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Stay Positive: ‘7 Lucky Thoughts’ on Ag Trade

USDA’s Ted McKinney urges farmers to think positively.

At the forefront of agricultural trade, Ted McKinney keeps the message simple and positive. The Under Secretary of Agriculture for Trade and Foreign Agricultural Affairs spoke to a friendly audience recently at the Agri-Pulse “Harvesting Perspectives” summit in Washington, D.C. 

Before joining the USDA in a new position, McKinney was Indiana agriculture secretary, appointed by then-Governor Mike Pence. He spent 19 years with Dow AgroSciences and also worked 14 years with Elanco in the animal health division. McKinney earned a B.S. in Agricultural Economics from Purdue University.

During his March presentation, McKinney shared “7 Lucky Thoughts” on agricultural trade issues. In essence, seven reasons to stay positive during a time of such uncertainty in global trade for agriculture.


Americans should never forget that the U.S. produces high-quality food and ag products that are safe and affordable and also are produced consistently in high volumes. That makes a difference, McKinney said.

“It is amazing to me,” McKinney said, “that when other countries are able to brand U.S. products on their shelves, it’s a fairly immediate run-up to buy those products.

“Never take for granted” the quality of our products, he said. “It’s real.”


McKinney believes it is probably time that the U.S. address the unfair barriers across the globe that are sure to cause uncertainty and anxiety in American agriculture. “Yes, buckle up,” he said, continuing the day’s analogy of other speakers to strap on seatbelts for bumpy times in agricultural trade. McKinney was trying to be a calming influence: “You get to your destination just fine. You buckle up in your car ... We’re going to get to our destinations.”

McKinney stressed that farmers know adversity, strife, and trials through the uncertainties of production. “We’ve been through this before,” he assured the audience about trade discussions. “It’s the right thing to do, the ‘how’ is why we have the discussions.”


There is more ground to sow, according to McKinney. There are a number of large markets that the U.S. could expand trade. Don’t take for granted the existing countries where we do business, McKinney suggested: “Let us never forget the importance of these markets.” Markets such as:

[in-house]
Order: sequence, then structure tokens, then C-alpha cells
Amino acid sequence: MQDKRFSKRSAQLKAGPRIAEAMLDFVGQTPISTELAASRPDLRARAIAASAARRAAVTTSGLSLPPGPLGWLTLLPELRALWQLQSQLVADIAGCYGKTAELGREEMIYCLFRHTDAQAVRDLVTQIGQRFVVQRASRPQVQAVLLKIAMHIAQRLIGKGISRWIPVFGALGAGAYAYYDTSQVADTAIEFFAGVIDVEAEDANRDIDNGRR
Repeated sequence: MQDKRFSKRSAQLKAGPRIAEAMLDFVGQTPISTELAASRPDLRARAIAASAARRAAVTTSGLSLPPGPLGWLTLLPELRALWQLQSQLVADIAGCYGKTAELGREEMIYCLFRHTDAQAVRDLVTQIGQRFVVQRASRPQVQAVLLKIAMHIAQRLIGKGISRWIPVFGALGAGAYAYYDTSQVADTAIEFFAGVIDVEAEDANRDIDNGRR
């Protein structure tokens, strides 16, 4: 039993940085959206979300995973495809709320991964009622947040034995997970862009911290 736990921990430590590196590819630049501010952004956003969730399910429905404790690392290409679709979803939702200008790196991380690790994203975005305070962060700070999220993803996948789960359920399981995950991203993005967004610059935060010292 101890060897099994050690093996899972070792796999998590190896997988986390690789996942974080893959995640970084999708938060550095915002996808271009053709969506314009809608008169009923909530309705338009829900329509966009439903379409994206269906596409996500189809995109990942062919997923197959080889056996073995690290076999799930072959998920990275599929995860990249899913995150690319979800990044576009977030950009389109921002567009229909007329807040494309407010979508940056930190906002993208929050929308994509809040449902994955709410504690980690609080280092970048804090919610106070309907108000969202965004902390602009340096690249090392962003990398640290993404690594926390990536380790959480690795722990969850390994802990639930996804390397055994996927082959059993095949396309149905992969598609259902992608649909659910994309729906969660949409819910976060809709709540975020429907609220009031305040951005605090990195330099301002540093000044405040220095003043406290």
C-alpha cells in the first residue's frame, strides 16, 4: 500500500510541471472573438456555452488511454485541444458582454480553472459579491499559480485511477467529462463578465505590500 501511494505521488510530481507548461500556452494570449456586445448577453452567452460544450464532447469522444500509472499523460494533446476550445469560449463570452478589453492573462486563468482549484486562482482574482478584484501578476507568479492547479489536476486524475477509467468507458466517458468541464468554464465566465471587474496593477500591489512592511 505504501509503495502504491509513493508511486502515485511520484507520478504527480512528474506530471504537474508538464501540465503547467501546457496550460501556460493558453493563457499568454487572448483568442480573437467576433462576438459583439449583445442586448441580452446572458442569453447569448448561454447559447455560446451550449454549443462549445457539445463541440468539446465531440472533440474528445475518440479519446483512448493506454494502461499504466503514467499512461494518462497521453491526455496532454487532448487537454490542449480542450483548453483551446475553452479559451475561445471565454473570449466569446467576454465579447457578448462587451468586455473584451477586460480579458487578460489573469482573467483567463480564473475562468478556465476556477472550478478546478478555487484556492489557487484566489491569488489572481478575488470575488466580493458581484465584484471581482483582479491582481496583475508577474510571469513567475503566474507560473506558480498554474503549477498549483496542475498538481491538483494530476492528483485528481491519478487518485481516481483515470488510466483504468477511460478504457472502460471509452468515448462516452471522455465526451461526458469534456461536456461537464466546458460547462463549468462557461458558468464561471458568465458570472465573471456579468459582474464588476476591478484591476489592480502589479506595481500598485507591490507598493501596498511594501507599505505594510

• India. The large market has unique diets and cultural influences, and that could make it a hard market to crack. “It’s going to be a bear to do business there,” he said. His example: the recent tariffs placed on peas, pulses, and lentils – including ag products that were already en route on boats. India could be a long journey, but worth it, he predicted. “Every journey of 10 miles, a hundred miles, or a thousand miles begins with a single step.” He cited Germany and Japan as examples of long-term trading relationships that have shown success.
  • “We’re flat out getting after new markets,” McKinney said, using Guatemala, Honduras, and El Salvador as examples of recent countries he has visited that have shown promise. In baseball vernacular, if NAFTA is a home run, “We’re going after doubles, singles. We’ll even take a bunt or a walk if they come our way.”


McKinney made it clear that trade does not mean that a trade partner must be equal in terms of the monetary value of trade items. His team, and that of USDA Secretary Sonny Perdue, agree that “trade is a two-way street. We’re going to live that.”

In other words, it doesn’t have to be an “I win/you lose” scenario. Both sides can win, even with an imbalance in trade.


McKinney says his personal credo is that “more than halfway to winning the battle is just showing up.” Respect your partners, create lasting relationships that are balanced in both directions.


Keep all of the headlines, the rhetoric, and the presidential tweets in perspective, McKinney counsels. The president is serious about issues, and you cannot predict when a storm is going to come. In his words, “That left hook, or whatever, is going to come.” Despite the dark warnings, McKinney said, “We’re flat out getting the message across. I think we’re going to get there.”


McKinney is “bullish on the future, not pollyanish.” He believes the U.S. will get NAFTA improved and sooner than we think. 

The same on Korea trade and Japan. “If we get all this trade stuff right-sized, we are going to be much better off,” he closed.

He’s joined Perdue’s “million mile club,” meaning he’s well-traveled in his quest to build trade relationships to grow the agricultural pie for U.S. producers. 


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